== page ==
Early Intervention Program Aims to Keep Kids out of Special Ed

Published October 1, 2005

A Colorado Springs, Colorado school district is implementing a pilot program to address one of the greatest challenges classroom teachers face: meeting struggling students’ needs as soon as they appear.

Since federal rules and regulations for the revamped Individuals with Disabilities Education Improvement Act have not been sent to the state level yet, Colorado Springs School District 11 is launching a pilot project using a new special education model called Responsiveness to Intervention (RTI).

New Model

Under the RTI model, educators begin giving extra help to struggling students as soon as a potential learning problem is identified, long before a child qualifies for special education. While RTI does not exclude entry into special education at a later date, in many cases special education becomes unnecessary because of early intervention, analysts say.

The National Research Council on Learning Disabilities, a project of the U.S. Department of Education, is currently conducting research on alternative methods of identifying learning disabilities. RTI will be an important part of the evaluation, according to the group’s Web site.

Patty Luttrell, special education staffing coordinator at Colorado Springs’ Stratton Elementary School, is excited about the RTI pilot program because, she says, it will allow the school to help needy students while providing classroom teachers with much-needed support. Training in the model will be given to all teachers in the school; special education teachers will be used for early intervention and helping regular education teachers identify students’ needs.

“We used to have to wait until at least third grade to test them to see if they needed academic or behavioral support,” Luttrell said. “RTI will allow us to provide research-based interventions before we look at using all the time and money it takes to assess a student for special education services.”

Early Intervention

In a traditional school setting, when a student has difficulty learning, a teacher may refer him for special education testing. If the results show a “severe discrepancy” between ability (intelligence testing) and academic performance (standardized achievement testing), the student may have a learning disability. A team of teachers, psychologists, and specialists will develop an Individual Education Plan defining services the student will receive.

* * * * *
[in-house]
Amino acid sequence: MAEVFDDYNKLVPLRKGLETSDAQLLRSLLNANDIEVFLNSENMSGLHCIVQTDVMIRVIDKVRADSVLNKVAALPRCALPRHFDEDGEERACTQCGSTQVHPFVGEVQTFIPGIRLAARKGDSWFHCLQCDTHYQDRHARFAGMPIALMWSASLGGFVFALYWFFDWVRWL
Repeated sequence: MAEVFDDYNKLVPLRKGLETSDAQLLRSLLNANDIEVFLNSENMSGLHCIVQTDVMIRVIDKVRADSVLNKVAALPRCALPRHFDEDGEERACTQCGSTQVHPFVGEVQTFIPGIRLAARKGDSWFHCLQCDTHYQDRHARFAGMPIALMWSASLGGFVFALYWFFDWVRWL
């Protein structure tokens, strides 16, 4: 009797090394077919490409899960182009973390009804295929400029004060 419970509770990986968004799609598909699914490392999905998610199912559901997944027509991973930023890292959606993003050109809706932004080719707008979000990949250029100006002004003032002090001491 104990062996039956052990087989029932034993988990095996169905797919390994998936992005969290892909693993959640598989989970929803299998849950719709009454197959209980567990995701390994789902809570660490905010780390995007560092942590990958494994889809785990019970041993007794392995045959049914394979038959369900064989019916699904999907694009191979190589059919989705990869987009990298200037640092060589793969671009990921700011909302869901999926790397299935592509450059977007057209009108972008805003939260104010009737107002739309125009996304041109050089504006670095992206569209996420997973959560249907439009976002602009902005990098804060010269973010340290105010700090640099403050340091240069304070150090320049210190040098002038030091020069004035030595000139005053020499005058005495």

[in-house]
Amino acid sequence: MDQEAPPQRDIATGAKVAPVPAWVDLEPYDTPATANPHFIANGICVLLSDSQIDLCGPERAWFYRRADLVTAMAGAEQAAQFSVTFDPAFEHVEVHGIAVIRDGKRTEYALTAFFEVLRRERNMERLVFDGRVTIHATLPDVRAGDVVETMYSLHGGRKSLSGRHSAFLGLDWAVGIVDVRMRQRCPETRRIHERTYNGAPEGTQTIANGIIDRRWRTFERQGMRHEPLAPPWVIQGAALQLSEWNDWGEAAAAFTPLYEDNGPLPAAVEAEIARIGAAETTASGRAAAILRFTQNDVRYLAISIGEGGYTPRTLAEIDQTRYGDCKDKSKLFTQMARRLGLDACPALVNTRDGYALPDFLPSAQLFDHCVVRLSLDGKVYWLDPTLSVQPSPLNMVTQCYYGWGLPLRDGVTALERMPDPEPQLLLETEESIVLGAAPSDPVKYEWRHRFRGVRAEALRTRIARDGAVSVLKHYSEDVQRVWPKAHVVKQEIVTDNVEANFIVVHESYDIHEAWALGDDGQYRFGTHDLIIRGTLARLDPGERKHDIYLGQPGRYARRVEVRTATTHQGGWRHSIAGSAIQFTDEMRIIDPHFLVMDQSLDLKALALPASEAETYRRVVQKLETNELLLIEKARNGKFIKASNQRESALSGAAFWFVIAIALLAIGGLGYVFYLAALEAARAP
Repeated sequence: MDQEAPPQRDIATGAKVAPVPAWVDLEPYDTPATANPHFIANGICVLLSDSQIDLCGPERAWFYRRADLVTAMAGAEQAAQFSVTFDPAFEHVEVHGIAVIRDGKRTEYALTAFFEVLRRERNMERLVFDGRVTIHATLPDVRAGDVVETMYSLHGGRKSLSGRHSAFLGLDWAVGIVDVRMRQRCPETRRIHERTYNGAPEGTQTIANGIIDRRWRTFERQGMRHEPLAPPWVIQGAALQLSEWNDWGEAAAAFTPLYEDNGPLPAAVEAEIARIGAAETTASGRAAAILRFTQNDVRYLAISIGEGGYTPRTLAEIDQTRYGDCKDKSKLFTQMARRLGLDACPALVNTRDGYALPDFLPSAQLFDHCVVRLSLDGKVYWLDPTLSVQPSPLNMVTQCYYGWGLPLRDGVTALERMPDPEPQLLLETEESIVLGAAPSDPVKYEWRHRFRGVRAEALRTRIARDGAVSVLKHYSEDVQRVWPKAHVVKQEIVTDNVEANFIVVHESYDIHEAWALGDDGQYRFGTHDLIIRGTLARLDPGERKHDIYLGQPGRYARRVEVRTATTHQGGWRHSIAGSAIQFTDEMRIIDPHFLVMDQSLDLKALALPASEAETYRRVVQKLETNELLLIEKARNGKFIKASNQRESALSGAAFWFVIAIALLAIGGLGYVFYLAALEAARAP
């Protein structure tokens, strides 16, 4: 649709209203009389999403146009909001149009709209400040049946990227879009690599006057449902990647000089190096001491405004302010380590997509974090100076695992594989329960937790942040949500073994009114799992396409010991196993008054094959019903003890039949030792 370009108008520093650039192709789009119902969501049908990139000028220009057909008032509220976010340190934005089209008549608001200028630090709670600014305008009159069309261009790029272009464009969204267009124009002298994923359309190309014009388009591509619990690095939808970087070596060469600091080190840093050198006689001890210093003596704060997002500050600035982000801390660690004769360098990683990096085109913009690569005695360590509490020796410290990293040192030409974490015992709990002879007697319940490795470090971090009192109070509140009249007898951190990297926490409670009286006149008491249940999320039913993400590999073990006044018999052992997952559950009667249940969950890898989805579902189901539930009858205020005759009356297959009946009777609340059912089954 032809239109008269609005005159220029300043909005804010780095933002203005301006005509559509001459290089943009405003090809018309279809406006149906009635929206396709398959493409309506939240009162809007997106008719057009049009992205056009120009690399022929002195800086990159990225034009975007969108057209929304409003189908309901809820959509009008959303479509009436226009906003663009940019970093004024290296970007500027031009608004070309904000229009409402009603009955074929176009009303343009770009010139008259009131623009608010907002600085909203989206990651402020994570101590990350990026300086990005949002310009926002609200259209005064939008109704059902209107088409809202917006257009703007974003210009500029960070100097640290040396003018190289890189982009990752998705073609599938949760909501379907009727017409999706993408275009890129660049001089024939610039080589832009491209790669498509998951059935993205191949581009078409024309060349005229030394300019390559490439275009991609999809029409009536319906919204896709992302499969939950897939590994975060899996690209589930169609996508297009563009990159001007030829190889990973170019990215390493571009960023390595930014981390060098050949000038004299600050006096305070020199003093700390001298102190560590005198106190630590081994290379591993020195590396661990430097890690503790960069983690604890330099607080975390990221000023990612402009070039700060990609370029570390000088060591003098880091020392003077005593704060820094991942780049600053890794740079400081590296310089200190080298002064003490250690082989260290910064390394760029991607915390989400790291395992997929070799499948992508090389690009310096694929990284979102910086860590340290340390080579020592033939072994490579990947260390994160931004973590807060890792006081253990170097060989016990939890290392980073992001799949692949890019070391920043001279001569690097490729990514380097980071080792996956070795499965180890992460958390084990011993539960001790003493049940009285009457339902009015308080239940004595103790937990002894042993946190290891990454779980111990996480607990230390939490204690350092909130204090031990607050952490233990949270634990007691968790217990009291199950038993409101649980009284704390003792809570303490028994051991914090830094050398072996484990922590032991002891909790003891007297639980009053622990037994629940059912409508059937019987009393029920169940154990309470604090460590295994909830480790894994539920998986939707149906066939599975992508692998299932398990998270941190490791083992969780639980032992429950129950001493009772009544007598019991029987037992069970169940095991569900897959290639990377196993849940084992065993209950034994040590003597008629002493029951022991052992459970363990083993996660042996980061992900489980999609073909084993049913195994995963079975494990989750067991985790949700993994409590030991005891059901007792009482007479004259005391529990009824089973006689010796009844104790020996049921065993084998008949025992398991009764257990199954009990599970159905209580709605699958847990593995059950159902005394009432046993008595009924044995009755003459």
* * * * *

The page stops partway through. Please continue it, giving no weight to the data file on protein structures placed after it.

But the discrepancy model is a “wait to fail” approach, said Michael Hock, a program associate at WestEd, a nonprofit regional education laboratory serving Arizona, California, Nevada, and Utah that has analyzed RTI. A student in first grade may not yet have fallen far enough behind his peers to qualify for special education intervention, but teachers may have already noticed a potential learning problem.

Hock, who directs WestEd’s Northeast Regional Resource Center’s Learning Disabilities Initiative, says RTI offers a more promising alternative because schools don’t wait for formal identification of a learning disability before providing targeted interventions.

“RTI is, first and foremost, about good teaching: Even before students are formally classified as having ‘learning disabilities,’ those who need more assistance receive additional interventions,” he explained. “With this solid system in place in the general education classroom, a teacher is able to quickly identify students who need still more help. And for some students, the early support may make special education eligibility unnecessary. So RTI is as much a prevention model as an identification model.”

Practical Value

Stephanie Shepard, who teaches kindergarten at another Colorado Springs school, said that although most teachers do try to help struggling students, earlier intervention would be “a very good thing.”

“We have so many of those kids that we just know need some extra support,” Shepard said. “We do work in tandem with special education, but often don’t get any help in the classroom.

“I have had little ones in my classroom that have needed extra help and I’ve often thought, ‘I don’t know what I’ll do if I don’t have that [extra help],'” Shepard said. “I think about it even when I’m at home. I go online, I try to come up with ideas to help. A program like RTI makes a lot of sense to me.”

Wendy Cloyd ([email protected]) is a freelance writer in Colorado Springs, Colorado.

For more information …

For more information on the National Research Council on Learning Disabilities and its research on RTI, visit http://www.nrcld.org/research/rti.shtml.